Nasty, Brutish, and Short: The Political Life of Madison Cawthorn
Part 1 - Rise of the Post Turtle
The old joke goes: if you see a turtle on a fence post you know he didn’t get there by himself, doesn’t belong there, is fundamentally unqualified for the situation, won’t achieve anything useful while he’s up there, and needs to be helped down.
Meet David Madison Cawthorn, a 26-year-old Hendersonville, NC native and post turtle extraordinaire who’s been neither use nor ornament to the 11th Congressional District since November 2020.
Madison the Liar
First off, Cawthorn is a self-serving liar. In his 2017 chapel speech at Patrick Henry College about his 2014 car accident, he claimed that the driver of the vehicle, Bradley Ledford, had fled the scene and left him to die. He also claimed that he had been declared dead by emergency responders. Ledford, a close friend of Cawthorn’s, testified in a deposition that when the vehicle crashed, Ledford noticed that Cawthorn was unconscious, exited through a window, “unbuckled Madison and proceeded to pull him out while a bystander came in and helped me.” Florida Highway Patrol records describe Cawthorn’s condition after the accident as “critical,” with no mention that he was ever declared dead. In Cawthorn’s own deposition, he claimed to have no memory of the accident.
Cawthorn told another lie during that chapel speech, and this one persisted on into his Congressional campaign. According to his candidate website , his plans to attend the U.S. Naval Academy in 2014 were “derailed that year after he nearly died in a tragic automobile accident that left him partially paralyzed and in a wheelchair.” A campaign video ad stated that he had planned to serve in the Navy “with a nomination to the U.S. Naval Academy in Annapolis. But all that changed in the spring of 2014 when tragedy struck.” The truth is that Cawthorn was nominated, but never accepted into the Naval Academy, and that his application has been rejected before the crash.
In 2019, Cawthorn claimed to be training for the 2020 Paralympic Games. Actual Paralympians were quick to call foul. Cawthorn’s name is not in the International Paralympic Committee athlete database, there’s no record of him even attending any qualifying events, and the “U.S. Open” event he referenced in one of his videos does not exist.
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Madison the Sex Pest
While Cawthorn didn’t manage to distinguish himself academically while in college, he sure did build a reputation as a sexual predator. His favorite trick was to invite female classmates on “fun drives” in his car, drive to remote off-campus locations, and assault them. While on campus, Cawthorn was known to call his female classmates “derogatory names in public in front of their peers, [ask] them inappropriate questions about their sex lives, grab their thighs, force them to sit in his lap and kiss and touch them without their consent.”
Cawthorn became so notorious that Resident Assistants regularly warned female students not to be caught alone with him, especially in his vehicle. Cawthorn dropped out of Patrick Henry College after a single semester. Once he became a Congressional candidate, more than 150 former classmates and other alumni signed and circulated an open letter stating that:
“Cawthorn’s time at PHC was marked by gross misconduct towards our female peers, public misrepresentation of his past, disorderly conduct that was against the school’s student honor code, and self-admitted academic failings. “During his brief time at the college, Cawthorn established a reputation for predatory behavior…We urge the voters of North Carolina to seriously reevaluate Madison Cawthorn’s candidacy in light of who he really is.”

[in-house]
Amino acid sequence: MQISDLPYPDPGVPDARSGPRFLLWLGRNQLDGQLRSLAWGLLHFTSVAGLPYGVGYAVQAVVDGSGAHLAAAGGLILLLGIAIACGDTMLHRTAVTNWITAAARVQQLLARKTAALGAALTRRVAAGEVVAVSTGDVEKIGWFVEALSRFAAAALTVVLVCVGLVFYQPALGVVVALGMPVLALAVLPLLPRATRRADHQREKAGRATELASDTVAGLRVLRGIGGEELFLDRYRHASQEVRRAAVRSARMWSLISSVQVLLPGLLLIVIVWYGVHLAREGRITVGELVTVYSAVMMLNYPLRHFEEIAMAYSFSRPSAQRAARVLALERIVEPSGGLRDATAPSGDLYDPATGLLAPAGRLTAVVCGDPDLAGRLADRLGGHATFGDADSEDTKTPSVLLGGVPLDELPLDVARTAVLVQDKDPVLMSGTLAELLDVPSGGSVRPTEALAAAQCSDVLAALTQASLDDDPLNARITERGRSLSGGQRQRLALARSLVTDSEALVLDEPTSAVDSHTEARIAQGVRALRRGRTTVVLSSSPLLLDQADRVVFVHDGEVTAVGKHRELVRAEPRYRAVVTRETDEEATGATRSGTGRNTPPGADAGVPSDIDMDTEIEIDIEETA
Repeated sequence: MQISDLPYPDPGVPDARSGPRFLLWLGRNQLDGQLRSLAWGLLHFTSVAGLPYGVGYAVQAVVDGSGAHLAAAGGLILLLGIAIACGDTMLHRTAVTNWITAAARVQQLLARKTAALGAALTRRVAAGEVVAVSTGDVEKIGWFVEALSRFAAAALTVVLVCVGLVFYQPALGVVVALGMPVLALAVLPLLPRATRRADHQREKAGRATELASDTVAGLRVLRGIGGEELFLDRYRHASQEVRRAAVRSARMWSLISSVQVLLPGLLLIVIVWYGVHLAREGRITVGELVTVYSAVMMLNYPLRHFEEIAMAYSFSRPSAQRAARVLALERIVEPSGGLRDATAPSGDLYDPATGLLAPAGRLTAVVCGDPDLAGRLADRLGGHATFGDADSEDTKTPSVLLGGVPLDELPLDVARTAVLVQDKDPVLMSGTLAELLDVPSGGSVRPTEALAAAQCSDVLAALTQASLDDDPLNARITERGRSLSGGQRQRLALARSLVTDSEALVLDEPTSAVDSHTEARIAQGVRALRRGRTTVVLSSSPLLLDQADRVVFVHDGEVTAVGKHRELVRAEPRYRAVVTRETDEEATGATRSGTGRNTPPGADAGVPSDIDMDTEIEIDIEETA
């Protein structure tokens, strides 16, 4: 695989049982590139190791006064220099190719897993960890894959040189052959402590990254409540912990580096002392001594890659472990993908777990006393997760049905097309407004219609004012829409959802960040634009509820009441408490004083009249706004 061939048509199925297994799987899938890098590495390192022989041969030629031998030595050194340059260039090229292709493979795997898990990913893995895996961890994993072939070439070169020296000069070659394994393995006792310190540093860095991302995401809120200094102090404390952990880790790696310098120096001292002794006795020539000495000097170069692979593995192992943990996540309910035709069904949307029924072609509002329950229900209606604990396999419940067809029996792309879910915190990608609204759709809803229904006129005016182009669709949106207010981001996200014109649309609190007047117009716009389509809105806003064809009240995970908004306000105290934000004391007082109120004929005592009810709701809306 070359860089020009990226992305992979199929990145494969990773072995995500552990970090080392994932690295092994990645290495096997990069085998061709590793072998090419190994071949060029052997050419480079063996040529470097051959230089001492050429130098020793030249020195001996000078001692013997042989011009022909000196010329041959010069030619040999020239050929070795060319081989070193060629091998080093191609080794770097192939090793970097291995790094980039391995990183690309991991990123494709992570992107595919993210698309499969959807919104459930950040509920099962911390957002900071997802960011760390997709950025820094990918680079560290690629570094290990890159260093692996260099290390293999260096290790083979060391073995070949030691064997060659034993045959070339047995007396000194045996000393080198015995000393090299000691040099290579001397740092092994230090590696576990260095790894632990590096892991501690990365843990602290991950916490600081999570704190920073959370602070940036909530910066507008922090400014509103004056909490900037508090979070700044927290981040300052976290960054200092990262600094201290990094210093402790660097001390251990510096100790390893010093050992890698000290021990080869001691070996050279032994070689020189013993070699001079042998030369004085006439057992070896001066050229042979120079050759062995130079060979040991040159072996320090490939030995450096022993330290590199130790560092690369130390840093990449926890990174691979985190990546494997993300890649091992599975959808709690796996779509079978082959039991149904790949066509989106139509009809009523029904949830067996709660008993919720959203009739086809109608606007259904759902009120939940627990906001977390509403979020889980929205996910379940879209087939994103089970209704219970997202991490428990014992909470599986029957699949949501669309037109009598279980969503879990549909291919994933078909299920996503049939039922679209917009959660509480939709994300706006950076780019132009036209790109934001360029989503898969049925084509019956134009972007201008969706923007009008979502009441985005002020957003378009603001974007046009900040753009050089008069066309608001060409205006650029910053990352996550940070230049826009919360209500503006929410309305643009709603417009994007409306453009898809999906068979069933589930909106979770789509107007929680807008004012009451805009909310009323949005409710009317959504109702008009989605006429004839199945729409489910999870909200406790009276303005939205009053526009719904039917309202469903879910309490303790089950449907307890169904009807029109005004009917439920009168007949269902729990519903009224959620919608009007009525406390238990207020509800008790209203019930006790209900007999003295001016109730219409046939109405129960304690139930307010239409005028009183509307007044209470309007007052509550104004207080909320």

Madison the Racist
Cawthorn has never been steadily employed, but he does have a solid history as a racist. The real estate company he established in 2019, SPQR Holdings, was administratively dissolved by the Secretary of State in 2021. SPQR, an abbreviation of a Latin phrase meaning “the Senate and People of Rome,” that has been co-opted in the modern era by white nationalist groups such as Stormfront and Identity Evropa.
On July 14, 2020, the City of Asheville approved a Resolution Supporting Community Reparations for Black Asheville, which apologized and sought to make material and financial reparations for Asheville’s history of participation in the enslavement, segregation, and discriminatory actions and practices toward Black people and communities. Cawthorn was in the midst of his 11th District Congressional campaign to represent Asheville and the rest of western North Carolina at the time. His reaction to the City’s decision invoked his biracial fiancé and potential future children:
“I have a 50 percent African American fiancé, and so my children will be biracial, and I do not want them to have the mindset that they are a victim and that they deserve to have anything handed to them, because I think that you get what you work for in this country.”
Cawthorn further compared enduring anti-Black racial discrimination as being similar to his own personal life experiences:
“As I just said earlier, the greatest people I know in this country are Black men and women who have risen above, having to go up against the difficulties they have, very similar to me and my life, growing up against the difficulties I’ve had. And you know what? They don’t want a freaking handout. They don’t want to have people say, ‘Hey, you only got into Harvard because you’re Black.’”
This seems an appropriate place to mention that Cawthorn lied under oath about his own college admissions during depositions for a civil suit related to his car accident. He initially claimed to have been accepted at both Harvard and Princeton before later admitting that “some of his previous statements” were “not accurate.” He also dropped out of Patrick Henry College after a single semester of earning mostly D’s.
In a follow-up interview with Blue Ridge Public Radio, Cawthorn became openly accusatory toward both his opponent, Asheville Democrat Moe Davis, and “liberals” in general: